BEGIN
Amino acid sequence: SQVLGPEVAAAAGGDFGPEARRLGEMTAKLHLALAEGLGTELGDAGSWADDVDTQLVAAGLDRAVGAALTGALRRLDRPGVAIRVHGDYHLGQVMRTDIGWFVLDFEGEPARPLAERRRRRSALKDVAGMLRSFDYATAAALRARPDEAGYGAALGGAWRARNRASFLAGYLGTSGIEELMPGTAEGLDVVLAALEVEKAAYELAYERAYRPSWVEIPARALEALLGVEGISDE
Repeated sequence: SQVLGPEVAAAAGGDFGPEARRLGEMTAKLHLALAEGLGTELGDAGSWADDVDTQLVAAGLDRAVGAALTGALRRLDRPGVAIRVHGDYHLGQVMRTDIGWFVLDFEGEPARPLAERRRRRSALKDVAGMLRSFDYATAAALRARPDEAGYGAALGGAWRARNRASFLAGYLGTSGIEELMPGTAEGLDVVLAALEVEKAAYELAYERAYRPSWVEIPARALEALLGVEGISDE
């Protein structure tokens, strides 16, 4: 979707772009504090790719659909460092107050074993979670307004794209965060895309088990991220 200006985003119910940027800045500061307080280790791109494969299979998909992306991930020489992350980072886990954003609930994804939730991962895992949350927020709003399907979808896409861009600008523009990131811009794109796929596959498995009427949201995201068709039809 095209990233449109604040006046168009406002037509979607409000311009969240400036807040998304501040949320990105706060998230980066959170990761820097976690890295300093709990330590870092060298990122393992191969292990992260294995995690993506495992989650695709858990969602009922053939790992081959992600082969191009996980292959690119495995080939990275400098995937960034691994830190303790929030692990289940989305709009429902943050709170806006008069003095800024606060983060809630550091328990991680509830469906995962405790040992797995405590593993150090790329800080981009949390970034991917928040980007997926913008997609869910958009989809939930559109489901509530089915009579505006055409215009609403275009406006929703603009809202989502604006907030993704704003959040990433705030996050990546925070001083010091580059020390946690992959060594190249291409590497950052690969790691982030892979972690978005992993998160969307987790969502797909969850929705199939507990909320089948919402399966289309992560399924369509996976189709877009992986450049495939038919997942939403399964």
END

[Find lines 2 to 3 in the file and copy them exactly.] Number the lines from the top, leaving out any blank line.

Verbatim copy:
Repeated sequence: SQVLGPEVAAAAGGDFGPEARRLGEMTAKLHLALAEGLGTELGDAGSWADDVDTQLVAAGLDRAVGAALTGALRRLDRPGVAIRVHGDYHLGQVMRTDIGWFVLDFEGEPARPLAERRRRRSALKDVAGMLRSFDYATAAALRARPDEAGYGAALGGAWRARNRASFLAGYLGTSGIEELMPGTAEGLDVVLAALEVEKAAYELAYERAYRPSWVEIPARALEALLGVEGISDE
């Protein structure tokens, strides 16, 4: 979707772009504090790719659909460092107050074993979670307004794209965060895309088990991220 200006985003119910940027800045500061307080280790791109494969299979998909992306991930020489992350980072886990954003609930994804939730991962895992949350927020709003399907979808896409861009600008523009990131811009794109796929596959498995009427949201995201068709039809 095209990233449109604040006046168009406002037509979607409000311009969240400036807040998304501040949320990105706060998230980066959170990761820097976690890295300093709990330590870092060298990122393992191969292990992260294995995690993506495992989650695709858990969602009922053939790992081959992600082969191009996980292959690119495995080939990275400098995937960034691994830190303790929030692990289940989305709009429902943050709170806006008069003095800024606060983060809630550091328990991680509830469906995962405790040992797995405590593993150090790329800080981009949390970034991917928040980007997926913008997609869910958009989809939930559109489901509530089915009579505006055409215009609403275009406006929703603009809202989502604006907030993704704003959040990433705030996050990546925070001083010091580059020390946690992959060594190249291409590497950052690969790691982030892979972690978005992993998160969307987790969502797909969850929705199939507990909320089948919402399966289309992560399924369509996976189709877009992986450049495939038919997942939403399964």